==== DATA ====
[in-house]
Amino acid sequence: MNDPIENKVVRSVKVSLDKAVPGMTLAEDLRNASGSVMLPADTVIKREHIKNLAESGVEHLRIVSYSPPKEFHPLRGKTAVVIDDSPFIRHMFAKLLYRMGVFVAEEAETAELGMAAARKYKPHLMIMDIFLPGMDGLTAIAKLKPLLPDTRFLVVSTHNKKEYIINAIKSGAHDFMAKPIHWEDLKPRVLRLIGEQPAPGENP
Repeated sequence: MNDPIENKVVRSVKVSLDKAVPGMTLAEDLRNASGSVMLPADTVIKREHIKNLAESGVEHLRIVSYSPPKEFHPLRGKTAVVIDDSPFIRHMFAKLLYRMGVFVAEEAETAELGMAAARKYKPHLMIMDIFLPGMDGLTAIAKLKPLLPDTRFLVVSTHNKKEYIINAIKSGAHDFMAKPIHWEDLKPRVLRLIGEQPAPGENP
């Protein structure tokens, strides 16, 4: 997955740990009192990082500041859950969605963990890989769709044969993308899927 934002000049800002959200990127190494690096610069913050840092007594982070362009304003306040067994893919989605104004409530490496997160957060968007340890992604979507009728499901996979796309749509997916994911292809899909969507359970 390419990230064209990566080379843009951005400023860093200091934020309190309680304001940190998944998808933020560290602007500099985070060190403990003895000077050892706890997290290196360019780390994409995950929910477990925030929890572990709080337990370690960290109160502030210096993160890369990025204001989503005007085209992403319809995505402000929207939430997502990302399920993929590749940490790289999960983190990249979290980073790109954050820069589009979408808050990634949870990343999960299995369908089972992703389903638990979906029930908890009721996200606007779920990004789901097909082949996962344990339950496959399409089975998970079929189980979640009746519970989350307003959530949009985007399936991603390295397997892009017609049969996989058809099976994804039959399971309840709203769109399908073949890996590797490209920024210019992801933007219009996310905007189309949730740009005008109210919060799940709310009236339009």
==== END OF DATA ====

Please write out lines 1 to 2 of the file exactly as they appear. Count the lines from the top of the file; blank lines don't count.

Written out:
[in-house]
Amino acid sequence: MNDPIENKVVRSVKVSLDKAVPGMTLAEDLRNASGSVMLPADTVIKREHIKNLAESGVEHLRIVSYSPPKEFHPLRGKTAVVIDDSPFIRHMFAKLLYRMGVFVAEEAETAELGMAAARKYKPHLMIMDIFLPGMDGLTAIAKLKPLLPDTRFLVVSTHNKKEYIINAIKSGAHDFMAKPIHWEDLKPRVLRLIGEQPAPGENP